Detroit had an elite offense last season that averaged an NFL-high 33-plus points at home, yet the Lions have one of the thinnest receiving groups (including a full season without TJ Hockenson) outside of Sun God even after Jameson Williams eventually returns from his suspension. Detroit will be relying heavily on a rookie tight end as well as Josh Reynolds, the team's projected No. 2 receiver.

St. Brown has the most catches over his first two years in NFL history and had a higher first-read target% (33.9) than Justin Jefferson last season. He also had the fifth-most red-zone targets, tied with Davante Adams, so St. Brown might double his touchdown production in 2023.

Garrett Wilson’s stats were a lie

A rookie receiver recording 1,103 yards and four touchdowns is highly impressive, but it could’ve been even more in Wilson’s case. He was top-10 in expected fantasy points among receivers yet finished outside the top-20 WR fantasy scorers. Since Wilson is clearly a baller, expect major positive regression in Year 2, especially with such a significant upgrade at quarterback. Wilson caught passes thrown by Magic Mike White, 42-year-old Joe Flacco and Zach Wilson last season, the latter being legitimately one of the most inaccurate and worst quarterbacks of all time.

Enter Aaron Rodgers, who’s seemingly on the downside but played through a broken thumb last season and represents a massive upgrade even at this stage of his career. The Jets somehow led the NFL in passing yards last year in games without Zach Wilson!

Garrett Wilson’s pace without Zach at QB would’ve had him leading the league in targets and finishing with 1,380 yards and nine touchdowns. Wilson averaged 1.85 yards per route run last season while all other Jets WRs combined to average just 1.10. He now has an inner circle Hall of Famer (who led the league in deep attempts last year) throwing to him.

Wilson commanded end-zone looks, led the league in first-read target share inside the 10 and frankly dominated as a rookie despite missing most of the preseason. New York downgraded at WR2 (Elijah Moore left and Corey Davis retired) during the offseason while dramatically upgrading at QB.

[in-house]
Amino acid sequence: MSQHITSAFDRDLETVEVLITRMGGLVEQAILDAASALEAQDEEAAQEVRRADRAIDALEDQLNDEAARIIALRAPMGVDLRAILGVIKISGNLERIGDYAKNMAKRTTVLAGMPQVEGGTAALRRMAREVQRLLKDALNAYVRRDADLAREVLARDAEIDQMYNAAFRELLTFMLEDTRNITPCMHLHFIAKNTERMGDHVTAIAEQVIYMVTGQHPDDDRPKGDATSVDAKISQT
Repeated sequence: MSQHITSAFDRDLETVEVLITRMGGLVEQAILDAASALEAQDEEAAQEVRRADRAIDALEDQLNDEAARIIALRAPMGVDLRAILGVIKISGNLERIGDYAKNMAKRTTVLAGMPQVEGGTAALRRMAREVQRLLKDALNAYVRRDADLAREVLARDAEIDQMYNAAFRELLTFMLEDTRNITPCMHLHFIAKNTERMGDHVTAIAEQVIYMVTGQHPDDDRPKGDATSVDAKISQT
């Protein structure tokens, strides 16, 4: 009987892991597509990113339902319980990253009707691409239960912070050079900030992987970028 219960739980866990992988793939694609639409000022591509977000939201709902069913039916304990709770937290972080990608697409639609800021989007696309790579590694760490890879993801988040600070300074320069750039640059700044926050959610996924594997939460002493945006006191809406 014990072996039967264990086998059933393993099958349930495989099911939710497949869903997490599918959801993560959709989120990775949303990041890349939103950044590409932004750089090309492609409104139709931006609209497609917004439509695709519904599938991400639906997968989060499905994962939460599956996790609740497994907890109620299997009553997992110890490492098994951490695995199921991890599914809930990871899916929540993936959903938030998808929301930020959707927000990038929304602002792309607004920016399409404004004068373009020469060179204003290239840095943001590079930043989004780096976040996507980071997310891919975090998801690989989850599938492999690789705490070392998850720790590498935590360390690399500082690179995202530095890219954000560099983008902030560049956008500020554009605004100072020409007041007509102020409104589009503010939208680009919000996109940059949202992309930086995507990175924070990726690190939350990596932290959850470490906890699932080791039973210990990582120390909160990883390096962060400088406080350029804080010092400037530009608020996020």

I have Wilson ranked as a top-five fantasy receiver in 2023.

Tua Tagovailoa, Tyreek Hill & Jaylen Waddle's stats were a lie

Tagovailoa threw as many touchdown passes as Tom Brady in 333 fewer attempts last season. What could have been if not for injuries? YPA that good has been historically unsustainable, but Tagovailoa can regress 10% and still lead the league. Removing games he left injured, Tagovailoa’s season pace was 37 touchdown passes. Few quarterbacks in NFL history have been given the advantage of throwing to two better receivers.

Speaking of which, Hill and Waddle caught all 15 of their touchdowns from Tagovailoa, totaling zero during the other six games. Hill somewhat quietly had a legendary season last year and finished as the WR2 in fantasy despite a career-low in TD%. And Waddle wasn’t far behind him when Tagovailoa was on the field, which made a stark difference for Miami’s entire offense.

The season-long paces with Tagovailoa at QB for both Hill (172-119-1,768-10) and Waddle (124-79-1,514-11) are truly wild.

Miami’s innovative offense could be special in 2023, when Hill’s 2,000-yard prediction could very well come true (with Waddle not far behind). We just need Tagovailoa (and both WRs) to stay healthy.